Virus from mosquitoes worries health officials

Jul. 01, 2014 @ 04:56 PM

As the number of confirmed cases increase, state health officials warn residents to protect themselves against a new mosquito-borne virus.

Three confirmed cases and one suspected case of chikungunya (pronunciation: \chik-en-gun-ye) have been reported in North Carolina. The first was announced June 11 in Forsyth County. A second case, in Alamance County, was confirmed June 25.

Monday, a third case was confirmed in Buncome County. Health officials are investigating a suspected case in Randolph County. Two chikungunya cases were confirmed in Tennessee.

Each patient has recently traveled to the Caribbean for vacation. People traveling abroad are encouraged to get vaccinated against communicable diseases before they leave, Union County Health Director Phillip Tarte said. But there are some illnesses, like chikungunya, for which there are no vaccines or treatments.

“Really, the most you can do is treat the symptoms,” Tarte said. “And since this is a relatively new disease to this area, we don’t know much about it.”

Chikungunya is not fatal, but it does cause severe and sometimes debilitating joint pain in the hands, wrists, ankles and feet. Other symptoms include headaches, rash, muscle pain and joint swelling. The elderly and infants are at a higher risk for acute symptoms.

Treatment includes analgesics, rest and fluid intake. Patients should also avoid situations where they could be bitten by mosquitoes to avoid the spread of chikungunya. The virus incubates for 3 to 7 days before the infected begin experiencing symptoms.

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Chikungunya was, until recently, only found in tropical regions on the other side of the world.

“Chikungunya virus was first identified in Tanzania in 1953 and has periodically caused outbreaks in Africa for decades. It continues to cause outbreaks in central Africa, Southwest Asia and the pacific island,” states a June 23 letter from State Epidemiologist Megan Davies.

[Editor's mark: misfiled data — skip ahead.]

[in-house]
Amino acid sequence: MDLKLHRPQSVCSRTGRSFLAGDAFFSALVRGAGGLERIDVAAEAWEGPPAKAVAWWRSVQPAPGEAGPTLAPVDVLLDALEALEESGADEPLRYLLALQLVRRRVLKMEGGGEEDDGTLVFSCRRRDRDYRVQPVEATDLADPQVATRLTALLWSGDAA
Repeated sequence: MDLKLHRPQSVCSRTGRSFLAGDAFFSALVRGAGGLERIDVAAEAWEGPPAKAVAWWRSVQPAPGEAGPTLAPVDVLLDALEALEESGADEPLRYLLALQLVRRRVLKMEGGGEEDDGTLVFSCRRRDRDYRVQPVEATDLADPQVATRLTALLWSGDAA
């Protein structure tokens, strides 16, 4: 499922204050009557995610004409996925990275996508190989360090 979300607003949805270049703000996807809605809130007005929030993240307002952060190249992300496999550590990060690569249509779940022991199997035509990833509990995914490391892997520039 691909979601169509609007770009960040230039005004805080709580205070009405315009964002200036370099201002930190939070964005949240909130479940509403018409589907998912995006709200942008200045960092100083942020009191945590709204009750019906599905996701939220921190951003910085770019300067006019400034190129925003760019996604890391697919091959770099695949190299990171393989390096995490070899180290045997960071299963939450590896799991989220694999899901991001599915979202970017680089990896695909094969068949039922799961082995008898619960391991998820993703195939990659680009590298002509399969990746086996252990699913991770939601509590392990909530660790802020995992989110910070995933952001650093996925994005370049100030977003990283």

But the virus spread to the Americas. The first case was confirmed Dec. 6, 2013 on the Caribbean island of St. Martin. For the past six months, the virus has spread among the islands.

“While transmission has not yet been documented in the continental U.S., local transmission within N.C. is possible...” Davies wrote.

Chikungunya is mainly transmitted by a specific mosquito - the Asian Tiger Mosquito. It is an aggressive type of mosquito that bites humans during the day. Most native mosquitos come out in early morning or evening. It is rarely transmitted through infected blood or from mothers to newborns during birth.

For now, no Union County cases have been reported, but residents should be vigilant, Tarte said.

“One of the simplest ways to reduce the risk of being bitten by mosquitoes is to empty anything holding standing water,” Tarte said. “That can be bird baths or planters or old tires. Mosquitoes can spawn in even the smallest amount of standing water.”

He also suggested keeping windows and doors closed or covering them with a screen to avoid mosquitoes entering homes.

Residents planning a vacation to the Caribbean or other areas of high disease should also take special care to prevent infection.

“Now especially, it being vacation season for a lot of people, the risk is increased,” Tarte said.

Take some steps to protect you and your family from chikungunya and other mosquito-borne illnesses.

• Eliminate any standing water outside

• Wear long sleeves and pants as weather permits

• Wear insect repellents like DEET, picaridin, IR3535 or oil of lemon eucalyptus

• Seek medical treatment if a high fever and joint pain begin shortly after traveling